COVID-19 presents extended risk for homeless

Health protocols make it harder for shelters and food pantries to accommodate clients


Olivia Jackson

The pandemic has caused an increase in clients for local food pantries. However, COVID-19 restrictions also force them to utilize less workers, making it more difficult to assist everyone.

Sarah Shapiro, Staff Writer

Poverty has always been a concern in the United States, but since the coronavirus pandemic began, it has sparked an extended risk for the homeless population.

Due to a lack of resources – such as hygiene products, close quarters, and a larger difficulty for food distribution – the risk is higher than ever.

The COVID-19 outbreak caused a significant spike in U.S. unemployment. As a result, more people had to rely upon the services of homeless shelters and food pantries. Sarah Shapiro

Since the start of the COVID-19 outbreak in February of 2020, many people have lost their jobs due to the downsizing and shutdowns of companies. According to BBC News, the country’s unemployment rate rocketed to 14.7% in April, compared to 3.5% at the beginning of March. The pandemic has cut off people’s main source of income, leaving them in need of help. 

On top of that, workers at both the Helping Hands Food Pantry in Hillsdale and the Family Promise Homeless Shelter in Ridgewood confirmed that the pandemic has caused the need for shelters and food pantries to accommodate for strict health protocols, making it more difficult to supply the resources necessary to help others. 

Homeless people who live on the streets don’t always have the necessary means to protect themselves against this virus, meaning they may not be able to obtain a mask or hand sanitizer. 

In shelters, they have the resources necessary to follow some precautions; however, the shelters are tightly packed with people and can be hotbeds for the virus to spread.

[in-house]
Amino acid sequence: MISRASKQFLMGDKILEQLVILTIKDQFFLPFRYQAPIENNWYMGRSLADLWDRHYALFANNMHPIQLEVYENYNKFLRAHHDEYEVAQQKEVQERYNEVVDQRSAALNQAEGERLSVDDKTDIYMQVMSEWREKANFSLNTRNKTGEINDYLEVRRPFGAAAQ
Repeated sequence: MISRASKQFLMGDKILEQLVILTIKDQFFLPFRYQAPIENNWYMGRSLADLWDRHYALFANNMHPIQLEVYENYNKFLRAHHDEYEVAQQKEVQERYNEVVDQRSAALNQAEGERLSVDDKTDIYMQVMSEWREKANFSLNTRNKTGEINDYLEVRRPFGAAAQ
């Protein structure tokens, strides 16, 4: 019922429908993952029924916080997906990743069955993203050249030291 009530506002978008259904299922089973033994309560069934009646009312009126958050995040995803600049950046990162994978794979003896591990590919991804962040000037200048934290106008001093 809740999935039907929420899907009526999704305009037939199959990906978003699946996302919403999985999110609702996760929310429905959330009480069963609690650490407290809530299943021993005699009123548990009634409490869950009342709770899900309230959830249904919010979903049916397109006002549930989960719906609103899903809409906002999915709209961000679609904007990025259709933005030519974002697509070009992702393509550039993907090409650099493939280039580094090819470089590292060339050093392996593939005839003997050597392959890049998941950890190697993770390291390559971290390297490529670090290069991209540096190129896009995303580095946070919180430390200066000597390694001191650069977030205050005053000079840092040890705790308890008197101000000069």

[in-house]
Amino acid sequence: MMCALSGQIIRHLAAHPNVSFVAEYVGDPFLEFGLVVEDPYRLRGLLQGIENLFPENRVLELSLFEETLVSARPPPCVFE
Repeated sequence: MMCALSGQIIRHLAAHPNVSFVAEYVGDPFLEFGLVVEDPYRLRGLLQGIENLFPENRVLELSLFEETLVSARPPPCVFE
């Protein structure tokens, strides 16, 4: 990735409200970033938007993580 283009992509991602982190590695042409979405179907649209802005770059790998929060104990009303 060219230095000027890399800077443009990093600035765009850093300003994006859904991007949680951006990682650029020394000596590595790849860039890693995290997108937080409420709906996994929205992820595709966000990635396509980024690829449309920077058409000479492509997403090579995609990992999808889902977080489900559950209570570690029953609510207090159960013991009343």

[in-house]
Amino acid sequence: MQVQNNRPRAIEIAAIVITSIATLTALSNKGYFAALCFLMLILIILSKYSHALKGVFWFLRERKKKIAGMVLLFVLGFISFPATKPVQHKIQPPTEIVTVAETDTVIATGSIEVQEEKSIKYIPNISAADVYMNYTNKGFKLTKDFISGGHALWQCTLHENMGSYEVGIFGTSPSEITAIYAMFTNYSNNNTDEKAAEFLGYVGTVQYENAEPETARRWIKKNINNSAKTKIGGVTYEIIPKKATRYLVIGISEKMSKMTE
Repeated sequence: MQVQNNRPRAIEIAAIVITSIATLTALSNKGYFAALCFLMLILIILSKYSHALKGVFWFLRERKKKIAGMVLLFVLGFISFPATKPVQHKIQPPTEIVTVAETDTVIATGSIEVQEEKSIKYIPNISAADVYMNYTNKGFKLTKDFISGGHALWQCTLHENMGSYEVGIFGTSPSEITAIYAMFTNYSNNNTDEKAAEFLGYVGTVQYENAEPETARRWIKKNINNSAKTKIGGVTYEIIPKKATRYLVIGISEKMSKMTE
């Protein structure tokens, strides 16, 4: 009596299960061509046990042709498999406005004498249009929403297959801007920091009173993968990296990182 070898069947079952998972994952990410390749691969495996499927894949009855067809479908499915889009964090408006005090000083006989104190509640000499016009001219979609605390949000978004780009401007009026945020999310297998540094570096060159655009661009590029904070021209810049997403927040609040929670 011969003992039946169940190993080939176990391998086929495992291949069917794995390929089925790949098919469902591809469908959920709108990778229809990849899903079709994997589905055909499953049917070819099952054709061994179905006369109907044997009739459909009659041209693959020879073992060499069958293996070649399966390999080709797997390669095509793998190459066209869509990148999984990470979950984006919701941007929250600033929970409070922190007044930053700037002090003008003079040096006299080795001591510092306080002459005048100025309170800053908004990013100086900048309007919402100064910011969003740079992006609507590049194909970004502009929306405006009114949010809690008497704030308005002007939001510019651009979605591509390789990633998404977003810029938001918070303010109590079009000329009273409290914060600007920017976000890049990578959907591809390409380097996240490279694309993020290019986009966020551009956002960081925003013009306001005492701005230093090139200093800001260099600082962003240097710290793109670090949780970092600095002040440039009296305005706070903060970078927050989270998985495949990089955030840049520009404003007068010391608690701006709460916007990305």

[The] housing issue [is a problem] because normally, our network works in a way where different churches and congregations have [a] rotating housing system for people in the network to have a different home base every week,” Alina Albano, the advisor of the Youth Council at Family Promise Homeless Shelter said. “Obviously, that’s not safe during the current environment. They had to change their entire way of functioning.”

Albano went on to say that they utilized “hotel rooms and apartment buildings” to separate the families during the pandemic. 

Food pantries are also being affected by the virus.

“Unfortunately, we can only work with a small staff of volunteers because of [the] coronavirus,” Denise Pallatta, the backroom supervisor of the Helping Hands Food Pantry said. “I have to consider all the volunteers’ safety. It takes us longer to go through donations because we have less people.”

The front door of the Helping Hands Food Pantry, located in Hillsdale. It has seen a 40% increase in its number of clients due to the pandemic. (Olivia Jackson)

Pallatta said that they “have gone up 40% in the number of clients” they serve. And it’s not just one pantry – they are always in contact with other pantries in Bergen County. According to Pallatta, most of the other pantries doubled in the size of their customers, depending on the area. 

However, food pantries have seen a rising support system, with an increase in donations of food and money since the start of the coronavirus. 

“We began working with World Central Kitchen to distribute 400 meals, five days per week,” Kate Duggan, the Executive Director of Family Promise, said in an email. “In 22 weeks we distributed over 44,000 meals and over 100,000 pounds of produce to families and individuals in Englewood and Teaneck. This program never existed before COVID.”